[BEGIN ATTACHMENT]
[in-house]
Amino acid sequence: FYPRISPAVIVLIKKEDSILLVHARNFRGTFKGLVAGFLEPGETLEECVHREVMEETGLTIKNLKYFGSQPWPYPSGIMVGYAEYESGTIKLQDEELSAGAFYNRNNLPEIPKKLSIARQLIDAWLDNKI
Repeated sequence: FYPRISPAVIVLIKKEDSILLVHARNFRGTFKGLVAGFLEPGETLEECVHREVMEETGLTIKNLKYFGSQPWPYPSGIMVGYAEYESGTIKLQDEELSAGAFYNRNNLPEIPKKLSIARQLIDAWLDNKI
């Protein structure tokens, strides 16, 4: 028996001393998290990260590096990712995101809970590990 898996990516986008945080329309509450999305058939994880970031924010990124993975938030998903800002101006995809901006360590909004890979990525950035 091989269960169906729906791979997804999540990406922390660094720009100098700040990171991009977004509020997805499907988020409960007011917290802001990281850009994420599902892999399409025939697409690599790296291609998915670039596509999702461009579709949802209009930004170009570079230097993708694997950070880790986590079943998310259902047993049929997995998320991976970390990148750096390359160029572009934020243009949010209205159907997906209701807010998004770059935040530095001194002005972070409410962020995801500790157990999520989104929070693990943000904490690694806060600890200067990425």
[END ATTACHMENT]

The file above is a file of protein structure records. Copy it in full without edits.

[in-house]
Amino acid sequence: FYPRISPAVIVLIKKEDSILLVHARNFRGTFKGLVAGFLEPGETLEECVHREVMEETGLTIKNLKYFGSQPWPYPSGIMVGYAEYESGTIKLQDEELSAGAFYNRNNLPEIPKKLSIARQLIDAWLDNKI
Repeated sequence: FYPRISPAVIVLIKKEDSILLVHARNFRGTFKGLVAGFLEPGETLEECVHREVMEETGLTIKNLKYFGSQPWPYPSGIMVGYAEYESGTIKLQDEELSAGAFYNRNNLPEIPKKLSIARQLIDAWLDNKI
């Protein structure tokens, strides 16, 4: 028996001393998290990260590096990712995101809970590990 898996990516986008945080329309509450999305058939994880970031924010990124993975938030998903800002101006995809901006360590909004890979990525950035 091989269960169906729906791979997804999540990406922390660094720009100098700040990171991009977004509020997805499907988020409960007011917290802001990281850009994420599902892999399409025939697409690599790296291609998915670039596509999702461009579709949802209009930004170009570079230097993708694997950070880790986590079943998310259902047993049929997995998320991976970390990148750096390359160029572009934020243009949010209205159907997906209701807010998004770059935040530095001194002005972070409410962020995801500790157990999520989104929070693990943000904490690694806060600890200067990425």